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Popcorn & Prejudice: A Movie Blog

Seattle Times writer Moira Macdonald muses on moviegoing. Email Moira:

April 30, 2012 at 10:50 AM

Mad Men Monday: Is Megan becoming Don?

One thing that “Mad Men” does so well is illustrate for us the mysterious process of “creativity” as it applies to advertising; that strange mixture of sincerity (because the best ads appeal to something real within us) and hucksterism. This week, we saw the birth of a Heinz ad, voiced haltingly by Megan, who seemed to be in the kind of trance we’ve seen both Don and Peggy enter when crafting a idea. Don gazed at her like she was something he’d never seen before — sort of a Peggy wrapped in a Joan? — and later, when the two of them made an unrehearsed pitch to the Heinz boss over dinner, it seemed as meticulously choreographed as a ballet. Note how Megan smoothly turned Sally’s spaghetti dinner into beans, how Don took credit for the idea (because we know this client doesn’t like “little girls”) but gave Megan just a little room to shine, and how they worked together in a way we haven’t seen them do before. Oddly, though, Megan didn’t seem particularly triumphant afterwards — Peggy was more excited than she was — and it was yet another reminder that we don’t really know this character yet.
In this episode, which mostly followed the stories of three daughters (Megan, Peggy, Sally) and their parents, we were able to fill in just a tantalizing few blank pages in the book that is Megan. Her parents, a sophisticated French-Canadian couple, turned up for a visit, and promptly demonstrated that Megan’s childhood wasn’t all big-toothed smiles and berets. Her father, a communist/socialist/Maoist (according to Don) and a presumably failed academic/writer of some sort, seems perpetually angry; her mother bitter and flirty — and more than flirty, as we (and Sally) saw her getting rather intimate with a happy Roger at the ACS party. (LSD, it seems, really turned Roger around.) Megan’s father, however, seems to understand his daughter better, perhaps, than Don does; he’s disappointed that Megan’s settled for being a rich man’s wife, working in advertising and letting go of her dreams. But what were those dreams, and were those what were behind Megan’s absent smile at the office while champagne was poured? We’ve heard vague mention of Megan being an actress; is that what she still wants? Is SCDP just a stop along the way for her? Is Jessica Pare having Megan speak in that little-girl voice on purpose (which seems odd to me; wouldn’t Megan be the type who makes an effort to sound mature and sophisticated?), or is that just how the actress herself talks, or has Megan been playing a role all along? We shall see.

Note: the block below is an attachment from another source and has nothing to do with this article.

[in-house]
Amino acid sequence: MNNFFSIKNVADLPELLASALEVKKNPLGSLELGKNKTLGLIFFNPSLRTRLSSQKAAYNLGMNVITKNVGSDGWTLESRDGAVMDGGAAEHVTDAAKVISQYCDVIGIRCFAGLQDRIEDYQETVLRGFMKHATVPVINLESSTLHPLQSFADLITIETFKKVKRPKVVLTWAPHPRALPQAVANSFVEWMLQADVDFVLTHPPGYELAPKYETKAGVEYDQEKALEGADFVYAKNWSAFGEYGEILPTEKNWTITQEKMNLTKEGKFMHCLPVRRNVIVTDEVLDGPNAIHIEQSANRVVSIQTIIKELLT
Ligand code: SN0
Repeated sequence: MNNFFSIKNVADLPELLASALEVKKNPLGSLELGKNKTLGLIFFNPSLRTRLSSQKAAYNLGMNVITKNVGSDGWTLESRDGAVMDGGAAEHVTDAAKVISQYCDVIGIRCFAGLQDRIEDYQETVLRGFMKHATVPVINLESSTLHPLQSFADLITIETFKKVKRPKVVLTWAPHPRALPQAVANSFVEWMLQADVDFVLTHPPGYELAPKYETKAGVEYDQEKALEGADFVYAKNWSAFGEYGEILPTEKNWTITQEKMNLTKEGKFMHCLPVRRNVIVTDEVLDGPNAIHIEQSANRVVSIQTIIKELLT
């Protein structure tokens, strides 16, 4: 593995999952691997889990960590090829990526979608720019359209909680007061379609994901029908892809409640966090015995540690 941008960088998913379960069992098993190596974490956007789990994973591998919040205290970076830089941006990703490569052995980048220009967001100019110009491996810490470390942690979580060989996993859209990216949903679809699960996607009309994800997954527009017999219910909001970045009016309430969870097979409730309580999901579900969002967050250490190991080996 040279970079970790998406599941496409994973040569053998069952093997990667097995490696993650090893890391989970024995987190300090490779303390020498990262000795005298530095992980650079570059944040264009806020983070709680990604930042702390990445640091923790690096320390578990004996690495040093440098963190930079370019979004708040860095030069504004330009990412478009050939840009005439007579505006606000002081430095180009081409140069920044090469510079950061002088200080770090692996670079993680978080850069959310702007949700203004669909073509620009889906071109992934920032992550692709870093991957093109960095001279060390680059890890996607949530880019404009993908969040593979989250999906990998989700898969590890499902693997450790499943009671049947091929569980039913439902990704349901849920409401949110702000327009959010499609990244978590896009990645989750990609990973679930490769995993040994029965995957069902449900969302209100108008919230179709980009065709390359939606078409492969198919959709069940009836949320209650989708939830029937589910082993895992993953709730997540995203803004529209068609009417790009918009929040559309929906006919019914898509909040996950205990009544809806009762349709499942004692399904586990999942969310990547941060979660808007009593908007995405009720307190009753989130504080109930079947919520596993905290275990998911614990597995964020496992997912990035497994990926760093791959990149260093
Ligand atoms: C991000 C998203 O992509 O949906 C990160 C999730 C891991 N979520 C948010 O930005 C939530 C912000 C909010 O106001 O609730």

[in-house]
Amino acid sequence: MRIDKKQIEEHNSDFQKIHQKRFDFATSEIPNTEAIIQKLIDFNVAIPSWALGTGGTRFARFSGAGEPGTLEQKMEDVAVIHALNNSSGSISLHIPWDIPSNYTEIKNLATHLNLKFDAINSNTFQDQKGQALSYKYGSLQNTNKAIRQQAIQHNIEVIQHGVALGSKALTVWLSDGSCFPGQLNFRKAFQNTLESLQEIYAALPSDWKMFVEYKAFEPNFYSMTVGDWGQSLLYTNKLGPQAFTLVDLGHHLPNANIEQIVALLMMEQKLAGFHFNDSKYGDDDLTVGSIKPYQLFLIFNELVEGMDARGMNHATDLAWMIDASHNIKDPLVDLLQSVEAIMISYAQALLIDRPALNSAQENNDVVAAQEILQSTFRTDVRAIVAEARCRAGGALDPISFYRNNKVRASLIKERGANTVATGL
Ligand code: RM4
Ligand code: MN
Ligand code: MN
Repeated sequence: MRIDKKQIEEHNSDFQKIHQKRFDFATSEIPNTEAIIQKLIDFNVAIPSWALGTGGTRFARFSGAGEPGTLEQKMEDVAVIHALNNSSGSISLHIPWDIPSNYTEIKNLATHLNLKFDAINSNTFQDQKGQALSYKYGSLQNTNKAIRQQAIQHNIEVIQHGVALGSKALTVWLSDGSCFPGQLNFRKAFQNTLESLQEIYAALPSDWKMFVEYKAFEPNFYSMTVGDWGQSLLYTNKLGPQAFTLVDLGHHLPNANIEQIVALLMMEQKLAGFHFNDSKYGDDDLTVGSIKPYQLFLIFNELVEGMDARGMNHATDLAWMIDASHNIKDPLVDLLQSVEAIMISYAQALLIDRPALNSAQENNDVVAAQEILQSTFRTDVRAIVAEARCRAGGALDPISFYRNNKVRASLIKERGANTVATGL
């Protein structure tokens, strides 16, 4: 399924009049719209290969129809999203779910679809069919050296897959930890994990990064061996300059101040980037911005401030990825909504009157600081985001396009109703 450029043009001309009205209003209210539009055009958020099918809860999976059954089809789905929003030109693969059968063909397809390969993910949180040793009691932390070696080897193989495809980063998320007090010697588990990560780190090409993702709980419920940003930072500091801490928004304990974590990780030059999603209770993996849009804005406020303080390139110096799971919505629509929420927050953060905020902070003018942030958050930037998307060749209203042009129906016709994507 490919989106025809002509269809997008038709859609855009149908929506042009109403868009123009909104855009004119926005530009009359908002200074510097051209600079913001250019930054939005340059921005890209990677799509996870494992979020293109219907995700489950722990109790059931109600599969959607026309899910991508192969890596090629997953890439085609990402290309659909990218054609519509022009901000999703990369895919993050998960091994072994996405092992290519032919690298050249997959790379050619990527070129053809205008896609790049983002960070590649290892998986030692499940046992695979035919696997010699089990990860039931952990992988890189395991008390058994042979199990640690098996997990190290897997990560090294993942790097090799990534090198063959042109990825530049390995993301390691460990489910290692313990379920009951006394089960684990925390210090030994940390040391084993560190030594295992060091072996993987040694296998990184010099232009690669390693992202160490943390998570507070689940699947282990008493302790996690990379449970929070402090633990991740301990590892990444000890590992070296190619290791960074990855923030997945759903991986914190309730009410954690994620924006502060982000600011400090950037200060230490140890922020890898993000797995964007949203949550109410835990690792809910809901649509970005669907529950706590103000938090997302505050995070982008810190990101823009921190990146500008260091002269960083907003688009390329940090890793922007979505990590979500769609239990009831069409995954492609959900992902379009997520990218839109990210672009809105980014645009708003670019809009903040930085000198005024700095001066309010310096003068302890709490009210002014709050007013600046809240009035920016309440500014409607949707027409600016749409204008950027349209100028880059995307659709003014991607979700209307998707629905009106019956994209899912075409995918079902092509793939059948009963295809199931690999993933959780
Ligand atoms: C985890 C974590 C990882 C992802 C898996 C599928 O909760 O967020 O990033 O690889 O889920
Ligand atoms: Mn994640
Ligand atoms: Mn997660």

Peggy, meanwhile, adjusted her expectations rapidly this episode when Abe, rather than stammering out the proposal she’s expecting, asks her to live with him. (Peggy expected this after being schooled, deliciously, by Joan — who, we should note, is still wearing her wedding ring.) Elisabeth Moss’s face, as Peggy absorbed the blow with a frozen smile, made peace with it, and moved forward in just a few seconds, was a remarkable study in subtlety. And we saw the return of Peggy’s formidable mother, who darkly reminded her daughter (“Peaches”) that “Abraham” was quite possibly just using her for practice, and would move on when he was done. (A variant on why-buy-the-cow.) Seemed naive of Peggy to think that her mother would be OK with this, no? Though it did seem a little harsh of Mrs. Olson to leave with her bakery box. (People who are living in sin don’t deserve cake!)
A less welcome return was Creepy Glen (played, sigh, by series creator Matthew Weiner’s son, so I guess we’ll never see the last of him), who’s now Sally’s phone pal while he’s away at camp. Poor Sally — who must be, what, about 11 or 12 by now? — is trying so very hard to be grownup, and for a while seemed to be having fun at the party, despite the ballroom’s lack of a grand staircase. (A sweet detail, reminding us how very young Sally is.) Loved her mod silver dress, and her repartee with Roger — which reminded us that he must have been, on his good days, a pretty fun dad to his own daughter. But Sally, who appears to be in the throes of an eating disorder, saw something she shouldn’t have seen, and sighed to Glen that New York seemed “dirty.”
And that was it for episode 7 (titled “At the Codfish Ball” — which, a little Googling will tell you, is a song from a Shirley Temple movie; who in turn was the name of the drink which a world-weary Sally dismissed in a late scene), in a season that many of you are finding a little slow. I’m enjoying the subtleties of the season, but I’m ready for something dramatic to happen — and I think that two episodes in a row with virtually nothing of Lane, Pete and Joan (though Pete had a wonderful moment with Megan’s father in which he smoothly and schmoozily shows that he knows his role very, very well) is two too many. Overall this isn’t my favorite “Mad Men” season, but there’s still time to turn things around.
A sweet father/daughter moment. (Photo by Ron Jaffe; courtesy of AMC)



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